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  • Meguro hosts fifteen foreign embassies and consulates. One of Tokyo’s most exclusive residential neighborhoods (Kakinokizaka) is located in Meguro.
    http://en.wikipedia.org/wiki/Meguro,_Tokyo


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  • arclight arclight

    those radiation detector lorries the usa gave to jordan might be of use in japan!! grr! the hotspots need to be found!! pronto!! and a civilised evacuation plan for families…lets say the american military bases! whole communities could move straight in!! anyway haw many americans living on these uncontaminated bases could stay there if tokyo is contaminated, thats more than a couple of hundred thousand children!! how could you live with that!!

    come on replacement to maher! do the right thing….it may only be temporary… but its the right thing to do!! just one base!! maybe two!! you can charge tepco and the IAEA cos theve got everyones “money” anyway!!

    and while your at it could you give the military grade isotopic breakdown of land and sea that your not showing anyone cos it would be useful for the future emergency planning.. just saying! i mean you dont want the japanese to have to take it by demonstrating! huh?? that might be a bit silly PR wise, maybe you could consult ADK first?? bet they might come up with something clever for you??


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    • Sickputer

      There is no safe place anywhere on Honshu now so all the GI soldiers are sucking in the same air and eating the same irradiated food and drinking water that is unsafe.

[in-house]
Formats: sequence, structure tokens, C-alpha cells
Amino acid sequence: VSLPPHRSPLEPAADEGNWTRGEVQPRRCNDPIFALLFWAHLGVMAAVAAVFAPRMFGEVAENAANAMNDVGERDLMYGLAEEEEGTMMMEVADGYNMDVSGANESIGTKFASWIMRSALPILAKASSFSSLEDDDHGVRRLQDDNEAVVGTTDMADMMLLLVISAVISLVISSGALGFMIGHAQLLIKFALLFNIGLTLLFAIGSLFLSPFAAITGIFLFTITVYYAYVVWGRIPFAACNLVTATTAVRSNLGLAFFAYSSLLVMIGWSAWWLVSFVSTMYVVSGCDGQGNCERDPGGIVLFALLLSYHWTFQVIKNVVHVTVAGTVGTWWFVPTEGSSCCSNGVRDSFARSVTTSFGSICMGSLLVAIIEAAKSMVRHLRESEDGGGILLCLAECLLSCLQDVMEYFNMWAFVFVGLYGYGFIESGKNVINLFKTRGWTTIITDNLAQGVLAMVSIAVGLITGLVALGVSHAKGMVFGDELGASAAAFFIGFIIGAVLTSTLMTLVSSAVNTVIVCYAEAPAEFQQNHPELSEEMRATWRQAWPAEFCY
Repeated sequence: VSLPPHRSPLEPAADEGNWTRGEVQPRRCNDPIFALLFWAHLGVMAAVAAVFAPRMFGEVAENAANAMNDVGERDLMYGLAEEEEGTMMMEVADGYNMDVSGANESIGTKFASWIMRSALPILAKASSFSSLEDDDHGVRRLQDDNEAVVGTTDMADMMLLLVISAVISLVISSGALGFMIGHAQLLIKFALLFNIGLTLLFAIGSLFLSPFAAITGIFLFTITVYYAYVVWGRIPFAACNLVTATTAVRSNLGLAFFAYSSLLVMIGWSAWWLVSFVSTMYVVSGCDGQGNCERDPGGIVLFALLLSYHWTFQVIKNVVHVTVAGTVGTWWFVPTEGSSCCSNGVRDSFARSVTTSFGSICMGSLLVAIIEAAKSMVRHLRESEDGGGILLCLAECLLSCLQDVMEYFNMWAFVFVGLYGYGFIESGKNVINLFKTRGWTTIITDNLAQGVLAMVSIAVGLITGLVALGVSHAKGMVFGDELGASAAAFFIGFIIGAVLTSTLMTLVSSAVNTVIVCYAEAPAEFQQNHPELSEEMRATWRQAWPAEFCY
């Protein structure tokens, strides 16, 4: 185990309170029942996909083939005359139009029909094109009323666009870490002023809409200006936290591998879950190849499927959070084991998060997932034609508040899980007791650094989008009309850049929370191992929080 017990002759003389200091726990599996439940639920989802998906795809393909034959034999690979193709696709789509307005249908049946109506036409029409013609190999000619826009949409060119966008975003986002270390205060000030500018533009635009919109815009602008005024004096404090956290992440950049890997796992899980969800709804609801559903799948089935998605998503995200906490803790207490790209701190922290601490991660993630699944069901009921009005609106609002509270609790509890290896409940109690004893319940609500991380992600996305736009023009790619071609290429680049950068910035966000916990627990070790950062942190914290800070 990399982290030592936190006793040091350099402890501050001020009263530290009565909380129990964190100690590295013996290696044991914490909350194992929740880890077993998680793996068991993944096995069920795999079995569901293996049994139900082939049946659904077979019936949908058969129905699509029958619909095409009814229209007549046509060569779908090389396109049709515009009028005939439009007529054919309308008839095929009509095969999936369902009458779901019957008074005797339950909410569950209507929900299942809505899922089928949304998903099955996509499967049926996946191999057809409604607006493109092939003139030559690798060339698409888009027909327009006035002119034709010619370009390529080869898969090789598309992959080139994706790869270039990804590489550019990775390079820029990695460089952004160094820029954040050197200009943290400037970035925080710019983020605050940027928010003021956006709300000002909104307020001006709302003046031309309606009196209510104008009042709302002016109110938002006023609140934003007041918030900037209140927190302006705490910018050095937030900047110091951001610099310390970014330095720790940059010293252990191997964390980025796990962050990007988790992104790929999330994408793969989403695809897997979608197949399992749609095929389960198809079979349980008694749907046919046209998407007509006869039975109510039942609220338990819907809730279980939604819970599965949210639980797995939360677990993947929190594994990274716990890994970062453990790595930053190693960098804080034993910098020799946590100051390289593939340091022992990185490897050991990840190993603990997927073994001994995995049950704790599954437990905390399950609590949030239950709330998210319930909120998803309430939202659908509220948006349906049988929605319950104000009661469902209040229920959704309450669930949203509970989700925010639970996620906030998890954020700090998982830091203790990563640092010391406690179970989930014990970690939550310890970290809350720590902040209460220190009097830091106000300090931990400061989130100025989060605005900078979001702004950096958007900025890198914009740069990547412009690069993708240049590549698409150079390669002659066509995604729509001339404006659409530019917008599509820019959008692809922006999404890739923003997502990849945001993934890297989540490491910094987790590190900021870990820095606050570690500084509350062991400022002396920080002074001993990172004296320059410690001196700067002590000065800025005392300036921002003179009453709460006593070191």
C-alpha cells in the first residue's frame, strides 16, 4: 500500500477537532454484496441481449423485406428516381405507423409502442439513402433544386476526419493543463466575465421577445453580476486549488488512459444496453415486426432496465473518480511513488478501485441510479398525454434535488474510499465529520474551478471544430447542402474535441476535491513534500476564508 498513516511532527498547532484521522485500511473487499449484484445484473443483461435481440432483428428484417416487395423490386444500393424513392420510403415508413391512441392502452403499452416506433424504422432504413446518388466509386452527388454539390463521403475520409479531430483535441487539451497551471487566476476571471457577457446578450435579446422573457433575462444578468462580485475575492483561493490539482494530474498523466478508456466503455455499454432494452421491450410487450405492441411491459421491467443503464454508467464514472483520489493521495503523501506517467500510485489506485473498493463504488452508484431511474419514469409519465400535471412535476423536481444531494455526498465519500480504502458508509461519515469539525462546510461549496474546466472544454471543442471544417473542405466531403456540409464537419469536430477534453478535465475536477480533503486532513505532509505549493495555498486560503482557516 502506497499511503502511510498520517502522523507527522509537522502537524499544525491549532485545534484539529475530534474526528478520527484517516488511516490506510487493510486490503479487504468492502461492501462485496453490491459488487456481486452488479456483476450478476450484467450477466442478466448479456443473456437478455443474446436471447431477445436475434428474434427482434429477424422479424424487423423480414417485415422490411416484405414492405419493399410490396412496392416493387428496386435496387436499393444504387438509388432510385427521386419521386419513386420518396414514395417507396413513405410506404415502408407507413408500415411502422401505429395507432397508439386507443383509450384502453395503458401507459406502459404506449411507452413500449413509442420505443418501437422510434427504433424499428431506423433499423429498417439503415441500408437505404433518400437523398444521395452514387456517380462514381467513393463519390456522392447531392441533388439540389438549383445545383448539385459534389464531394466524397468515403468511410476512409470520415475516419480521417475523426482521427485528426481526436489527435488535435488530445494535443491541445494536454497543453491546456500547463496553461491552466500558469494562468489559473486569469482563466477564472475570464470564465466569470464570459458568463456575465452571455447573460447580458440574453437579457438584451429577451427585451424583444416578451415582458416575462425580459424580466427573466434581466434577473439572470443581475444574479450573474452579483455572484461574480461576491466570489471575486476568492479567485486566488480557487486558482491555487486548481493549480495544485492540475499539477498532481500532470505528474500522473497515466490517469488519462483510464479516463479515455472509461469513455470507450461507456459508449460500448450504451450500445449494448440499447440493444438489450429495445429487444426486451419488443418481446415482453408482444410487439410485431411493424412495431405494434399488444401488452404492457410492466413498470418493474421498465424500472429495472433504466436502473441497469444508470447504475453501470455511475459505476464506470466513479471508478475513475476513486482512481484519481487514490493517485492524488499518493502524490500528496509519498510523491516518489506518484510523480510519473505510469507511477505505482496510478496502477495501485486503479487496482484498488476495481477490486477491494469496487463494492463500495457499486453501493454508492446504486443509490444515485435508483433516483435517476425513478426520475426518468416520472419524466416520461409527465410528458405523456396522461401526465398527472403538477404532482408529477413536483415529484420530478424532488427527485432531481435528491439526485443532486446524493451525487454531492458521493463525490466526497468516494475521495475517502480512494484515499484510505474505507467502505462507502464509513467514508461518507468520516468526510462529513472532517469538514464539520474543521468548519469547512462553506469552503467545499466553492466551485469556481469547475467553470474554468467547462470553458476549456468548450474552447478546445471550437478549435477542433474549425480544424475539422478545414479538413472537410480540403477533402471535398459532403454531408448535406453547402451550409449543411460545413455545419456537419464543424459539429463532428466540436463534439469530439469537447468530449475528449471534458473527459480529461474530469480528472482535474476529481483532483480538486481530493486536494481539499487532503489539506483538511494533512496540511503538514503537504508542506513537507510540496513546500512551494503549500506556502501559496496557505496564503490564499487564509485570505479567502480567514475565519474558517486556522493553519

Okinawa is a little better, but getting worse by the day. Korea is getting worse as the Japanese continue to burn hot waste. Radiation in the winter and spring will be exponentially worse because of the runoff effect. Even if the corium were stopped today I would say Japan is a few months away from being the most toxic place on earth for human habitation. It will get much worse with the reactors out of of control. The mantra of cold shutdown because the nuclear lava is shielded from building thermometers will fool many people, but that lie will only backfire in the long run. Evil greedy humans allowed this to happen. In China and many other countries they would have already been lined up against the wall and executed.


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  • ocifferdave

    Here’s something that tells me WW3 is going to be ordered to commence to save the economics of a certain few:

    http://www.youtube.com/watch?v=kzGJWtYnAdE&feature=youtu.be


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  • ocifferdave

    Here’s the type of info I keep running into when I look deeper into moving to PR: